One of the stranger accessibility myths that I often run into is that merged cells in tables are to be avoided at all costs. This is entirely antithetical to semantic structuring of data and really points to a larger issue: often, folks who are doing and talking about accessibility have no concept of tabular structure, data relationships, and the importance of context. This goes both ways – often, folks that I receive documents from will have put multiple pieces of data in a single cell, either because they don’t know how to make the cell border invisible, or because they’re afraid to merge a cell that spans all the pieces of data.
One of my favorite1 accessibility myths is this pervasive idea that alternate text is some kind of accessibility panacea. I get it – it’s theoretically2 a thing that content creators of any skill level can do to make their content more accessible. Because of these things (and because it is technically a required attribute on
<img> tags in HTML), it seems to be one of the first things people learn about accessibility. For the uninitiated, alternate text (from here on out, alt text) is metadata attached to an image that assistive tech (such as a screen reader) will use to present a description of an image (since we don’t all have neural network coprocessors to do deep machine-learning and describe images for us).
This is all very good, if we have a raster-based image with no other information to work with. The problem is, we should almost never have that image to begin with. Very few accessibility problems are actually solved with alt text. For starters, raster images have a fixed resolution. And when users with limited vision (but not enough-so to warrant use of a screen reader) attempt to zoom in on these as they are wont to do, that ability is limited. Best case scenario, the image is at print resolution, 300dpi. This affords maybe a 300% zoom, and even then there may be artifacting. Another common pitfall is that images (particularly of charts and the like) are often used as a crutch when a user can’t figure out a clean way to present their information. Often this means color is used as a means of communicating information (explicitly prohibited by §508), or it means that the information is such a jumble that users with learning disabilities are going to have incredible difficulty navigating it.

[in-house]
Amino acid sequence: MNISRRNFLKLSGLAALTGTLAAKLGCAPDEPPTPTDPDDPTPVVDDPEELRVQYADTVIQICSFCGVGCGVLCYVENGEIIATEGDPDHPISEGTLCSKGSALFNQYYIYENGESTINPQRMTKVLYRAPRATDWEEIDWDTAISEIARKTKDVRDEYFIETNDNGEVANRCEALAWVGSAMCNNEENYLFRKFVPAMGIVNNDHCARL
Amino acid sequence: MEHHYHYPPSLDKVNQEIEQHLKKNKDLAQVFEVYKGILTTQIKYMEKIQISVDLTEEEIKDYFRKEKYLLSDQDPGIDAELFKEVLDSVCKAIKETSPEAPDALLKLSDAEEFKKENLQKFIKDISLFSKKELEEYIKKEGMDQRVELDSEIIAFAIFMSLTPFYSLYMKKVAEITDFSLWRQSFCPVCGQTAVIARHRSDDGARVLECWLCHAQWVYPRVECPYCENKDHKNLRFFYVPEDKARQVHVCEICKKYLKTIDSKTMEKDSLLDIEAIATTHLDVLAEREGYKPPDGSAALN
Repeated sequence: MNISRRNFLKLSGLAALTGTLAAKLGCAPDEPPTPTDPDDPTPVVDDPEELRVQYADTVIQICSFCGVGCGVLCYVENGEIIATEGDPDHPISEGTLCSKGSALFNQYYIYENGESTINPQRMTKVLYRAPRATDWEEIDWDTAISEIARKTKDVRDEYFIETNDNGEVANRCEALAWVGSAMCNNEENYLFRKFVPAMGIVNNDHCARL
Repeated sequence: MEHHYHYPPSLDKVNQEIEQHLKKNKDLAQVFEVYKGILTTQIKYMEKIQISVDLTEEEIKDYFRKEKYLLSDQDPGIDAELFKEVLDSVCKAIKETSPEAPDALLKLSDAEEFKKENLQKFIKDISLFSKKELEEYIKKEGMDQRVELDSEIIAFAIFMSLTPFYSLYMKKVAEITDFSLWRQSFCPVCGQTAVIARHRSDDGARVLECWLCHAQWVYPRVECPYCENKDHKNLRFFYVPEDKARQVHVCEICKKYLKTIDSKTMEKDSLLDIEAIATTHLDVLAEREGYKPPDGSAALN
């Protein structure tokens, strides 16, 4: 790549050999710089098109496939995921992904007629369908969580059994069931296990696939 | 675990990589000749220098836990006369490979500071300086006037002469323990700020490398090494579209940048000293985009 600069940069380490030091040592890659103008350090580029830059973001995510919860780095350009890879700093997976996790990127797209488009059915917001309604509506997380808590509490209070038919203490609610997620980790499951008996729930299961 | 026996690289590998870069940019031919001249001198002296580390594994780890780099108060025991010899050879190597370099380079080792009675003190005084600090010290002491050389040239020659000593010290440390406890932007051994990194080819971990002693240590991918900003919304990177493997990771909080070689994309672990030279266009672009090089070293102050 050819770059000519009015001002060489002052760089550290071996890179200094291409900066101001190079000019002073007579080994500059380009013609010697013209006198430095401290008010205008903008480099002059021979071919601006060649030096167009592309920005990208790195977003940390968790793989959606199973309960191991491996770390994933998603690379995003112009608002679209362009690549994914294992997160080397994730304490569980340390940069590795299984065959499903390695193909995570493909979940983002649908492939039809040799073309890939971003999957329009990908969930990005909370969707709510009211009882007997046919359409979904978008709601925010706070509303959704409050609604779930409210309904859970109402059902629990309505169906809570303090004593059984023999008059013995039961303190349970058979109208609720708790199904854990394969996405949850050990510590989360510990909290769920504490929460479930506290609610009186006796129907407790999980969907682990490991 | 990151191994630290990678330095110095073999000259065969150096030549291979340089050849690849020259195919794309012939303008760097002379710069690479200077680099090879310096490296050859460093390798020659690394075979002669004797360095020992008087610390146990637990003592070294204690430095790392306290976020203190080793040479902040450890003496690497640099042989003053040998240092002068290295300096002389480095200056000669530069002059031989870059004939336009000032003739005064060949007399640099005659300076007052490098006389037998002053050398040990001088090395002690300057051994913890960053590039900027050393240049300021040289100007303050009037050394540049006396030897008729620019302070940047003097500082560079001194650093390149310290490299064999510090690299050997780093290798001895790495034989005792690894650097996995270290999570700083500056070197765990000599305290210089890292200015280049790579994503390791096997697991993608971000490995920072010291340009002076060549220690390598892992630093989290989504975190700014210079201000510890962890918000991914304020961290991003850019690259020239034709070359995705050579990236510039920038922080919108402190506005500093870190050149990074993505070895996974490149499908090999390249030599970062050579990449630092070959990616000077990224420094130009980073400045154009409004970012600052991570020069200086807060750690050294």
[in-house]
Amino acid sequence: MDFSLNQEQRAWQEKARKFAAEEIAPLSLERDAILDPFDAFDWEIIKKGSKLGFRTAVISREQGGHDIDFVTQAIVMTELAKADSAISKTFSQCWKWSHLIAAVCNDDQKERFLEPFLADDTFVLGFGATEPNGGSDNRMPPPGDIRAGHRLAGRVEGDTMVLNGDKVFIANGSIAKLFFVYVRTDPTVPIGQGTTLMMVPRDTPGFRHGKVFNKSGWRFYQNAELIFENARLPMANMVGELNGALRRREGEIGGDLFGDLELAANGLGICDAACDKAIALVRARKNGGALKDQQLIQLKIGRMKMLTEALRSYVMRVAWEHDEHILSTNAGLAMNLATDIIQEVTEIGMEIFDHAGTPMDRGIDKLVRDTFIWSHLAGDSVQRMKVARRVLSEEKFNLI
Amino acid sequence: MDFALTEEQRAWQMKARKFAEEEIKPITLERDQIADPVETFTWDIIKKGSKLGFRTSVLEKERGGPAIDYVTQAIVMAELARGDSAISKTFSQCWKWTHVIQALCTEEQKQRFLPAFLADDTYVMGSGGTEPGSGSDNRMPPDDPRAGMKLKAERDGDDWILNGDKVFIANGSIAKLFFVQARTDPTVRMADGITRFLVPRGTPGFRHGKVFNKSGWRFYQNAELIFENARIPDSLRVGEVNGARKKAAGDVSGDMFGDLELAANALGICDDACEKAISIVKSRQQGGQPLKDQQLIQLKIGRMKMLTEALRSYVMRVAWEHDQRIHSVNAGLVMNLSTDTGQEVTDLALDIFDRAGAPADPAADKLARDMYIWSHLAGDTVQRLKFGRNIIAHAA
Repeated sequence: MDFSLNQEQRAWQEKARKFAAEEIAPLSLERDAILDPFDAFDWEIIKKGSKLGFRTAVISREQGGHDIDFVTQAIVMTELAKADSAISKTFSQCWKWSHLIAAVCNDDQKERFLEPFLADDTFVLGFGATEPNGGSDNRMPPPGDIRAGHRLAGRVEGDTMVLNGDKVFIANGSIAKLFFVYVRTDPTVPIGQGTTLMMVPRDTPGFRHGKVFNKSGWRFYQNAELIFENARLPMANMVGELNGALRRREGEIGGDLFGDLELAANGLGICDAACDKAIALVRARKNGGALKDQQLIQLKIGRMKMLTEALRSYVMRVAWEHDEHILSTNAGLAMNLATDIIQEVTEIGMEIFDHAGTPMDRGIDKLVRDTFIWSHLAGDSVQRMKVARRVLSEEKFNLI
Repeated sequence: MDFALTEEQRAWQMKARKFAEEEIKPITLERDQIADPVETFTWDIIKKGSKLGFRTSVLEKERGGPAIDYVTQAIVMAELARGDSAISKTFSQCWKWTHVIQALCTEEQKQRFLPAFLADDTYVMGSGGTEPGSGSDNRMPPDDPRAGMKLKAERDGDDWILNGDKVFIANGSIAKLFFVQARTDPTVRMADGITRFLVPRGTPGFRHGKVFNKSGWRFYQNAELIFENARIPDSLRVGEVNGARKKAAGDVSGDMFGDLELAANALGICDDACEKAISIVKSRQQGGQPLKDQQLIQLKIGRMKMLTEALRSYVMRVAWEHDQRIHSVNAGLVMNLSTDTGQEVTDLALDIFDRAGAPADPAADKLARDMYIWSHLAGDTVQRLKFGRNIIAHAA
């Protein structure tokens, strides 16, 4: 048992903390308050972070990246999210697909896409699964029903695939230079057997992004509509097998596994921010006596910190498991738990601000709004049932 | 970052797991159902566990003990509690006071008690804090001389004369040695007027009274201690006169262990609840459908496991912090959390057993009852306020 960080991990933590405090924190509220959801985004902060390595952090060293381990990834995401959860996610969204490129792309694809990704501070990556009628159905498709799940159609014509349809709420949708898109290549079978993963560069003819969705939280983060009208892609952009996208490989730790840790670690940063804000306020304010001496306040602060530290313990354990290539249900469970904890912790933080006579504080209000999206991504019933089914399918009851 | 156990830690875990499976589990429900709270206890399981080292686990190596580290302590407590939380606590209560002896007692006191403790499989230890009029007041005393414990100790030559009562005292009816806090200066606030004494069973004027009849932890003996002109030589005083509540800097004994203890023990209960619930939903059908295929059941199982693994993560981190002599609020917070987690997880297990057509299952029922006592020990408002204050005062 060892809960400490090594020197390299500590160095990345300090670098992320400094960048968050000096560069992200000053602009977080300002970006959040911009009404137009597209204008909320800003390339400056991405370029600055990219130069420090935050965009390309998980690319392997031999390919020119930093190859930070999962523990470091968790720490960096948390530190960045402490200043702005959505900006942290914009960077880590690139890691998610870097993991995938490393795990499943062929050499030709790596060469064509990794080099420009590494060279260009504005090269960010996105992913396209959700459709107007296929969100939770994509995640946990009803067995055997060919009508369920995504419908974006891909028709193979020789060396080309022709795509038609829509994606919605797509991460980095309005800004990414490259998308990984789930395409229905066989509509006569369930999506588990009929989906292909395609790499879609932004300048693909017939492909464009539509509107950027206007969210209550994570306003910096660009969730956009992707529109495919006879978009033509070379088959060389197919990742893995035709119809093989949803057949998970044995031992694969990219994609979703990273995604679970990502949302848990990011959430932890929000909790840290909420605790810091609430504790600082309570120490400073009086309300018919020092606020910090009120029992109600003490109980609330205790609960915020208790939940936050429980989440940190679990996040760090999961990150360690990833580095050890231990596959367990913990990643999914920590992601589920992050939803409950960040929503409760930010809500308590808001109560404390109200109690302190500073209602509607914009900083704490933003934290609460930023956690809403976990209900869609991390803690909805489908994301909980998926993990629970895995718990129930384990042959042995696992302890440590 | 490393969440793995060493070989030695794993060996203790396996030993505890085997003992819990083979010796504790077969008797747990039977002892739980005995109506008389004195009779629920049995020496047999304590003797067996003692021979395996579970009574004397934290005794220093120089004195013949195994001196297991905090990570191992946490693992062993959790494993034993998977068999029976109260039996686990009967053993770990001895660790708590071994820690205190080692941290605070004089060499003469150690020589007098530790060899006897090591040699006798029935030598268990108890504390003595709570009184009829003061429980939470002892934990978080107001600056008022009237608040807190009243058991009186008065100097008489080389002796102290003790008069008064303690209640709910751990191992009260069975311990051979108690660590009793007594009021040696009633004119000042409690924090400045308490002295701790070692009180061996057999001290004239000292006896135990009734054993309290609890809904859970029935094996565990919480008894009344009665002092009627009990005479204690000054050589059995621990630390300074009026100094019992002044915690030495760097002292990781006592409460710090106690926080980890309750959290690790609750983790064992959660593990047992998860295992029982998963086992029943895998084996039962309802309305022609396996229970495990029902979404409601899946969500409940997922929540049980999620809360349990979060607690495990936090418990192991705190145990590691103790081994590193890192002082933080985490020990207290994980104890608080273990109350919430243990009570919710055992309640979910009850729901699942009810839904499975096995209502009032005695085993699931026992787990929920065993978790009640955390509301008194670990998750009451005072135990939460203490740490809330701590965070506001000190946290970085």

There is a delusion that I deal with, professionally, day in and day out. That nearly any piece of authoring software, be it Microsoft Word or Adobe Acrobat, has some inbuilt mechanism for assessing the accessibility of a document. Before I get into the details, let me just come out and say that if you are not already an accessibility professional, these tools cannot help you. I understand the motivation, but in my experience, these things do more harm than good. They allow unversed consumers to gain a false sense of understanding about the output of their product. That sounds incredibly condescending, but that’s honestly how it should work when you’re talking about fields that require extensive training.